Convertible top work table

Festool MFT - Covered
(My work table, ready for model-building)

The heart of my new workshop is a Festool Multi-Function Table. This is a terrific tool for woodworking or other “full-size” modelling, but it does have a big shortcoming when it comes to the smaller stuff with flanged wheels.

The Festool MFT is an extremely flexible work surface in part because it is positively peppered with 3/4″ holes for bench dogs, clamps and other devices. That’s great – until you’re trying to use the table to apply grab irons to a model. Then, the holes become gateways to alternate universes, ready to suck in small detail parts.

Festool MFT
(The Festool MFT in “woodworking mode”)

Since I want to be able to use the MFT for as many projects as possible – big and small – I had to do something about covering up those holes. I also wanted to protect the router table extension when not using it.

This called for a cover. I had several criteria for this:

1 – It must be quick to convert from one use to the other.
2 – The cover must be lightweight and easy to remove and store when not in use.
3 – The cover must be secure when it is in use, and not slide around.
4 – The cover must be easy to replace if (no: when) it’s worn out.

My solution is shown in the lead photo. It consists of two parts: A piece of 1/4″ Masonite and a keeper bar made from a length of 1×3 maple.

The key is that the Masonite is drilled with two 3/4″ holes that line up with the dog holes in the corners of the Festool MFT. And the keeper bar is fitted with lengths of 3/4″ dowel to pass through the Masonite into the MFT, keeping the Masonite securely in place.

Festool MFT - convertable top

Festool MFT - convertable top

To make this cover, I cut a piece of Masonite to the dimensions of the MFT top, including the router extension. I then lined up the Masonite on the MFT top and used a 3/4″ Forstner drill bit – passed up through the MFT from the underside – to mark the Masonite. I drilled the Masonite with the 3/4″ bit.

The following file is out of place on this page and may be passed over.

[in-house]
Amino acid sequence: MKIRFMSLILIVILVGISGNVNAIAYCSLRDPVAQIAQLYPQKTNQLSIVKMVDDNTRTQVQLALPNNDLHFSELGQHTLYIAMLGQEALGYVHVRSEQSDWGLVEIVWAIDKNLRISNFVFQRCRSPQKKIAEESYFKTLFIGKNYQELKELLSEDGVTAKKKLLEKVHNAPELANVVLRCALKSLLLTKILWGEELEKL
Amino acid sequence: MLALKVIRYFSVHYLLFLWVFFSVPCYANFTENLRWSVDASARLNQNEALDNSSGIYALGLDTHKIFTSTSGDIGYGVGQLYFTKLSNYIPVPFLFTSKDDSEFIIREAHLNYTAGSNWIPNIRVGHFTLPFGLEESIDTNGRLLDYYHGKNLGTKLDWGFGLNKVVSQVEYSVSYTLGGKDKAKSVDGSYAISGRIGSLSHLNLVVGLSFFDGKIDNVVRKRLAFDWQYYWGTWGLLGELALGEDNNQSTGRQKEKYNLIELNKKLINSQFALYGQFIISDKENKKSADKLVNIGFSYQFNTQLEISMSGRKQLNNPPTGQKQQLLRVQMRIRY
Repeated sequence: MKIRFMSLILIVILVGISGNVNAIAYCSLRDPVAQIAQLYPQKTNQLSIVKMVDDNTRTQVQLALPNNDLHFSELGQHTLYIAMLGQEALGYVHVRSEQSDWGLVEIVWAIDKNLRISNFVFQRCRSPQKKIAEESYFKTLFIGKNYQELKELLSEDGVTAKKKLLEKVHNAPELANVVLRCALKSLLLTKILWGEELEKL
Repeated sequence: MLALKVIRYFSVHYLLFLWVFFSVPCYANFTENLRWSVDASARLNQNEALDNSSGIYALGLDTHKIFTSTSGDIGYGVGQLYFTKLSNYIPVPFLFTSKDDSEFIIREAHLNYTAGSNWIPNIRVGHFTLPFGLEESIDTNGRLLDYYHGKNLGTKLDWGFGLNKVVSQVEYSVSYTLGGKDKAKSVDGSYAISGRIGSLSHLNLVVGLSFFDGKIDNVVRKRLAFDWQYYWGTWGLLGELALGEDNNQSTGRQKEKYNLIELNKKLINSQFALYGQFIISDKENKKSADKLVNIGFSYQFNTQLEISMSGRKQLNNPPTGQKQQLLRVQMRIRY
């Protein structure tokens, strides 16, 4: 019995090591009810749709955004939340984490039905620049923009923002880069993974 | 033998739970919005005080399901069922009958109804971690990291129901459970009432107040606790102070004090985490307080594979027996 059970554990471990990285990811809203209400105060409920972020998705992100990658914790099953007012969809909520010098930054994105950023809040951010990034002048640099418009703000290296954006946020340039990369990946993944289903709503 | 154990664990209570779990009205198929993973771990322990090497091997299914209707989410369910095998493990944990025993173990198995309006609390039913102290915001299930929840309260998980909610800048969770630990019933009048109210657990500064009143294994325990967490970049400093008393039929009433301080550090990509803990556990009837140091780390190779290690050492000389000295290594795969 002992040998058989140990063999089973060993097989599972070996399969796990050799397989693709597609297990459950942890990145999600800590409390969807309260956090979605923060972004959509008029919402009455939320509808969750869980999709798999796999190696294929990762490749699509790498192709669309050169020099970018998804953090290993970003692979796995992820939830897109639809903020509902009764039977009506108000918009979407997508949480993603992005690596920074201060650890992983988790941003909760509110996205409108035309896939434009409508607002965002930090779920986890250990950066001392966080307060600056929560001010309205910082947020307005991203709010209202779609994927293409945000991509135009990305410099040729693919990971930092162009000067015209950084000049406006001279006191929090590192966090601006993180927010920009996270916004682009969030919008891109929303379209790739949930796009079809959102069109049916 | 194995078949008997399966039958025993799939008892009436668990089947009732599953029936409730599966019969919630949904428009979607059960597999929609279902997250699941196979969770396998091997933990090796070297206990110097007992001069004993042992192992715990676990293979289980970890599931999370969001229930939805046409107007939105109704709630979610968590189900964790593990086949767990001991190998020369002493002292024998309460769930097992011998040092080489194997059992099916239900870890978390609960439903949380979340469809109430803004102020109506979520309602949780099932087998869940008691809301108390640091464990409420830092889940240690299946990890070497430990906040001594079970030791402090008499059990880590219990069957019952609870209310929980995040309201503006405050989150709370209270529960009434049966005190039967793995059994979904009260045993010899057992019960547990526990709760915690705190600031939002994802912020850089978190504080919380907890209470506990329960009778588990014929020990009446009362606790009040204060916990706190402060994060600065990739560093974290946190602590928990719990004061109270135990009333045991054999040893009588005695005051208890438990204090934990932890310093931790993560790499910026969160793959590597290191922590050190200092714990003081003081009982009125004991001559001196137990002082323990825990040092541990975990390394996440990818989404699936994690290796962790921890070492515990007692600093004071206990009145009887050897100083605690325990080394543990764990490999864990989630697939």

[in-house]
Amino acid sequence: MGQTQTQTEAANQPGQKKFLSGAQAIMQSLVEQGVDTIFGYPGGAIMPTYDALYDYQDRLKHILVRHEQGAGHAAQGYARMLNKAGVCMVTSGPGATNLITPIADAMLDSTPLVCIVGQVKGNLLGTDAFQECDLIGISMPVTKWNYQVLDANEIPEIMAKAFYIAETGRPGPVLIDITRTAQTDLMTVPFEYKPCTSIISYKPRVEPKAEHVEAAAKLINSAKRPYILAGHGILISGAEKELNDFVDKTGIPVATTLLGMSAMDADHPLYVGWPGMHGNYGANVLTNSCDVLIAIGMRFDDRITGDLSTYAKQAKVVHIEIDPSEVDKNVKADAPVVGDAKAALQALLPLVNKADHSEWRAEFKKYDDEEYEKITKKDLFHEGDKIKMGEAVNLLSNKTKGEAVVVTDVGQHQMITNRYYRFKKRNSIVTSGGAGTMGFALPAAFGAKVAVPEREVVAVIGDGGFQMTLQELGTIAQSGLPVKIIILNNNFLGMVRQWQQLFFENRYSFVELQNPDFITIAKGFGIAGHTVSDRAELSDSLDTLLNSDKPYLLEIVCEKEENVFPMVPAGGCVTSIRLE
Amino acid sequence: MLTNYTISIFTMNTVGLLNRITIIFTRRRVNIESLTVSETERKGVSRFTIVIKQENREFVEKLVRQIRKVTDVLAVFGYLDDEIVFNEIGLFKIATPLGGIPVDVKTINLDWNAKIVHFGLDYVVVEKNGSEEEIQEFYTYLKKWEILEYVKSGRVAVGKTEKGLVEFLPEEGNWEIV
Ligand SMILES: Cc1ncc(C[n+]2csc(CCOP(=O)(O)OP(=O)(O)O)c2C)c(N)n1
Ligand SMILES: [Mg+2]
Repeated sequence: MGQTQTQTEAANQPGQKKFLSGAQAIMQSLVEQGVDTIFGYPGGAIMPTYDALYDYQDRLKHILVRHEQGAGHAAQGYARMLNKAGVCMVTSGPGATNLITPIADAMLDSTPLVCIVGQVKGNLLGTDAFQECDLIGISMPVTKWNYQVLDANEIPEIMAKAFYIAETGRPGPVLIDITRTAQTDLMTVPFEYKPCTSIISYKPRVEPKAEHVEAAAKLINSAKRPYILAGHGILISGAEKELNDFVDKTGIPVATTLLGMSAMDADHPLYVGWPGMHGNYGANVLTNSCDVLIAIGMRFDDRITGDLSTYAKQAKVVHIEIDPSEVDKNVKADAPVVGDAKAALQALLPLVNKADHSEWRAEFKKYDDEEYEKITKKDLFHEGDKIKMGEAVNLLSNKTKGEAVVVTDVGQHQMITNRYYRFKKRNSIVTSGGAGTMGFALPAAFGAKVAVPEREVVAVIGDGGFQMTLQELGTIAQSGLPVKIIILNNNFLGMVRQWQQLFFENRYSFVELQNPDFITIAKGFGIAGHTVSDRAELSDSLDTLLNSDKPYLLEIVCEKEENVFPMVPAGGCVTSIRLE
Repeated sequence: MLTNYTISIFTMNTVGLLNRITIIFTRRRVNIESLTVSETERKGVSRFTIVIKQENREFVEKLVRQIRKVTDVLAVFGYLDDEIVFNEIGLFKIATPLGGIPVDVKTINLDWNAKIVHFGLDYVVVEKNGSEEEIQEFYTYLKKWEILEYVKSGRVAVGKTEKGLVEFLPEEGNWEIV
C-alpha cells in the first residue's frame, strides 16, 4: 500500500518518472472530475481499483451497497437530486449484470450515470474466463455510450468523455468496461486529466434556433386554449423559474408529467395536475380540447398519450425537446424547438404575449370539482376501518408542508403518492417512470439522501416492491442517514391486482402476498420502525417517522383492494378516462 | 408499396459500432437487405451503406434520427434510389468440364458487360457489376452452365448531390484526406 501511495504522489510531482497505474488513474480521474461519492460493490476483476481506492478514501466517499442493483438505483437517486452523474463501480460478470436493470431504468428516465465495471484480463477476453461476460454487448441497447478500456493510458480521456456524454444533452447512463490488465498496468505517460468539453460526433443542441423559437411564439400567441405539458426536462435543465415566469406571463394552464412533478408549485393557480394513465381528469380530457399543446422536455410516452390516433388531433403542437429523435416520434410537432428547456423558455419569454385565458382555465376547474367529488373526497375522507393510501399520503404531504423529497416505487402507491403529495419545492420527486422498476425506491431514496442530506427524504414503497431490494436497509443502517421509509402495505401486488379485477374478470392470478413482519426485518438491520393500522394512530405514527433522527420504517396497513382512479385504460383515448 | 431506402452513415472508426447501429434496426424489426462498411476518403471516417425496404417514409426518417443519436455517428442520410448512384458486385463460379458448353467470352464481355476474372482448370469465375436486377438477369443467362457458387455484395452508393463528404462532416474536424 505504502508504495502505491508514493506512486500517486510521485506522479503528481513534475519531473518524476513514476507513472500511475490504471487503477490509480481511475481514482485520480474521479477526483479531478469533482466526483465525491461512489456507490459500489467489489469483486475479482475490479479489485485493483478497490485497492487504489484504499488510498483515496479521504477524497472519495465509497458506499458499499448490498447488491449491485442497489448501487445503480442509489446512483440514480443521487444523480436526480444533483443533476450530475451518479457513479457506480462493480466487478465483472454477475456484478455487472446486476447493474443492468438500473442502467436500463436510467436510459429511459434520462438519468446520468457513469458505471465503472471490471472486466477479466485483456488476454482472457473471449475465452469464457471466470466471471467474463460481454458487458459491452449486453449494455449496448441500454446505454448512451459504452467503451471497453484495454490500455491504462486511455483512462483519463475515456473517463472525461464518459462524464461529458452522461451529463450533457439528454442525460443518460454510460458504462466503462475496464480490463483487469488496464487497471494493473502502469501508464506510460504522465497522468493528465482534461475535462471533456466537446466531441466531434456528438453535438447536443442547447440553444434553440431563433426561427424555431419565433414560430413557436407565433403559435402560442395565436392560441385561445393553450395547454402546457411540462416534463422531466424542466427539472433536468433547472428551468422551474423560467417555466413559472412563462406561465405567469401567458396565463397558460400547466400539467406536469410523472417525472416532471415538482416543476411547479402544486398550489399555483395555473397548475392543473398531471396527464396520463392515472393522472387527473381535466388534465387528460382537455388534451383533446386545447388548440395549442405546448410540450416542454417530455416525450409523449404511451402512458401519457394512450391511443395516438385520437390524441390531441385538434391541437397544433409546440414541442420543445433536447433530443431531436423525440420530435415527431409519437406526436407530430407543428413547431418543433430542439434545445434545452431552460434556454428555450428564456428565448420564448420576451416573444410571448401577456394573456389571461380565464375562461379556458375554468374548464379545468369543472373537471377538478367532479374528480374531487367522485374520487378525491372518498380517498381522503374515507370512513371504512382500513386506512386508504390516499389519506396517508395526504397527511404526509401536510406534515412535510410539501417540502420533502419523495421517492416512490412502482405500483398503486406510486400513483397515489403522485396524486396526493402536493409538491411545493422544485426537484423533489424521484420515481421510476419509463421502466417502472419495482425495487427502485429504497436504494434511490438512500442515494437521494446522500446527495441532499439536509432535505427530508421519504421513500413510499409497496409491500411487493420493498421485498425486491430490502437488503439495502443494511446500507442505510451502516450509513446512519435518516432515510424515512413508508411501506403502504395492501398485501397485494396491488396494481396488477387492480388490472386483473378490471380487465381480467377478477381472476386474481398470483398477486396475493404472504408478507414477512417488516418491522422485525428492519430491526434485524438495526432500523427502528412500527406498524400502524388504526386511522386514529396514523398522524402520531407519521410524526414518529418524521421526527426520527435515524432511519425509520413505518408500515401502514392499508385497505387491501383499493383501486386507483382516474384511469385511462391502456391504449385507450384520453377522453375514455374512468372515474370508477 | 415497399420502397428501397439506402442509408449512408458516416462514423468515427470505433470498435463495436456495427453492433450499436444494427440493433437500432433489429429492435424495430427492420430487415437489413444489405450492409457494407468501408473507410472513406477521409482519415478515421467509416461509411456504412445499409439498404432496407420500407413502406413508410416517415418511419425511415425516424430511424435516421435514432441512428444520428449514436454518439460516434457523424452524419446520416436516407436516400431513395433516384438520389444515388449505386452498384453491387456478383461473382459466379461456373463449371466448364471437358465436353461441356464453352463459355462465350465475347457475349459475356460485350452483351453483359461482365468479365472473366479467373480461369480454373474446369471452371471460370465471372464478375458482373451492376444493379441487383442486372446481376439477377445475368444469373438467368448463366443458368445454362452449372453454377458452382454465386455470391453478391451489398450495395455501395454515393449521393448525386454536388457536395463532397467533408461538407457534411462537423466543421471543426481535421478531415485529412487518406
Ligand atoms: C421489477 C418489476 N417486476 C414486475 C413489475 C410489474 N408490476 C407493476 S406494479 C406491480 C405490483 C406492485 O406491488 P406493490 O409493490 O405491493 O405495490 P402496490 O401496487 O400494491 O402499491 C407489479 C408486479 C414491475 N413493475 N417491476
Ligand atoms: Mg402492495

I then lined up a piece of 1/3 maple over the holes, and again used the Forstner bit, from underneath, to mark the centres of the holes in the maple. I used my drill press and the Forstner bit to drill perpendicular holes about halfway through the maple.

I then cut two short lengths of 3/4″ dowel, rounded one end of each dowel with my bench-top sanding station, then glued and screwed these into place in the maple. I installed the keeper bar through the Masonite and into the Festool MFT while while the glue dried, to make sure the dowels were properly aligned with the dog holes. Finally, I softened the edges on the maple with a block plane and sanding block to make the keeper bar to remove the sharp corners. This is what a friend calls making the wood “finger friendly”. It makes a big difference. At some point, I’ll stain it with a clear finish.

The keeper bar is quick and easy to install and remove, and prevents the Masonite from sliding on the Festool MFT. It also acts as a backstop, so tools and materials won’t inadvertently get shoved over the far edge when I’m working. And the two pieces – the Masonite and keeper bar – store easily when not in use. Also, when I have to replace the work surface, it’s a simple matter of cutting a new piece of Masonite and drilling two holes: I should be able to re-use the keeper bar for many years to come.

As a bonus, I realized that by leaving the sides of the Festool MFT fully exposed, I’ll be able to use fixtures that link into the table’s T-Slot tracks. This would, for example, be an elegant way to mount a task lamp that could be positioned anywhere around the table…

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